“Of course it is,” I responded. “First of all, I’m sorry you had to witness that. How disgusting. And secondly, now you two can’t enjoy the hot tub.”

The gentleman spoke up, “No, really. We’ll be fine.”

I jotted their room number on a tablet and made a mental note to send them some kind of token of my appreciation later. But first things first, I had to get rid of the outcast bathing in my jacuzzi!

I walked around to the front of the desk as the couple headed off toward the elevators. I thanked them again and walked out into the cool summer night.

There were about 10 people in the pool; a group of children were splashing on the stairs of the shallow end, an older couple was in the deep end, and a woman with a toddler wearing floaties was off to one side teaching him to kick his legs. There were people sitting at tables, laughing and conversing as all around them dusk was evolving into night.

As I approached the jacuzzi, the roar of the motor fueling the jets got louder. I could see the man standing in the center of the choppy, foaming water’s surface. He was wringing out a shirt which was dripping into the tub. I thought, is he washing his clothes?

I immediately knew engineering wasn’t going to be happy when I explained they were going to have to drain the hot tub and give it a disinfectant scrub. That’s a battle I would fight later.

I stopped a few feet away from the edge of the jacuzzi and the man looked up at me through sunken eyes. It was obvious he was unhoused. He was very thin and looked malnourished. His skin was very tan (too tan) and appeared like leather due to over exposure to the sun. His hair was unkempt and long, and you couldn’t decipher where the hair on his head ended and his matted beard began.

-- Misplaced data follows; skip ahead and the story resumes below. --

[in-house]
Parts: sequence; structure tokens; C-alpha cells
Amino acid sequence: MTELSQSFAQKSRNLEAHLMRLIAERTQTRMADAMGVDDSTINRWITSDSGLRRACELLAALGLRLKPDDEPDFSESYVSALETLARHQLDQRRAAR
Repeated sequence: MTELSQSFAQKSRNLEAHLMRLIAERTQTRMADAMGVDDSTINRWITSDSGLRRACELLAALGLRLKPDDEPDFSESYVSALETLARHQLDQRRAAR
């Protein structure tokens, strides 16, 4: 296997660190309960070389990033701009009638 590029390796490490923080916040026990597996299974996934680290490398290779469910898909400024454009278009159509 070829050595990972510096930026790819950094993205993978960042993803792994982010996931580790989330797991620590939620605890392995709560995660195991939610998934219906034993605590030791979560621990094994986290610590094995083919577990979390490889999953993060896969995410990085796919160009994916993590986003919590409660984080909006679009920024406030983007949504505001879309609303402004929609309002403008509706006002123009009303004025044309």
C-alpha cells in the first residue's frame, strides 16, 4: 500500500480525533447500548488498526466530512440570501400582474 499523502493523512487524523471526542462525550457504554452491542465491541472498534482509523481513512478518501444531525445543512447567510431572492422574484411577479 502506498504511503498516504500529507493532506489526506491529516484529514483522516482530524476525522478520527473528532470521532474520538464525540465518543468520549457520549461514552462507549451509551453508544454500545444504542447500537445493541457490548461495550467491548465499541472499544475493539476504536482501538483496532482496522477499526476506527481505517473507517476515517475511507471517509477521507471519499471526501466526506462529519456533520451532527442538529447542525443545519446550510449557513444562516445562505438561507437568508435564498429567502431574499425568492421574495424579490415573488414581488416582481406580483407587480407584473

He was still holding on to the two ends of his shirt which was now twisted into a tight wad between his hands. I noticed a pile of wet clothing on the concrete next to the whirlpool.

“Evening,” I said in a pleasant voice.

“Hello”, he responded in a raspy voice as he shook out the garment in his hands and added it to the pile on the cement.

“Are you a guest of the hotel?” I asked.

He looked defeated and caught red-handed. He lowered his head and said, “No.”

“OK,” I said, “The pool and jacuzzi are for our guests. I’m going to insist that you leave.”

The man’s head remained low as he walked to the clothes pile at the edge of the bubbling water. He started searching through the wet laundry.

“Can I put my shorts on before I get out?”

“Please,” I answered.

The homeless man lifted a pair of red plaid boxers out of the wet pile, then sat down in the water to put them on, the bubbling surface now coming up to his bony chest. I saw a look of humiliation on his face and compassion suddenly swept over me. I wondered how he had gotten himself to this point in his life.

I decided the man didn’t need to be berated; he needed help.

I picked up a towel from the rack hanging on the wall and placed it on the ground near the wet clothing.

“Here,” I said. “Use this to dry off and then you can take it with you if you want.”

“Thank you,” he said, continuing to dress beneath the water.

“Have you eaten?” I asked.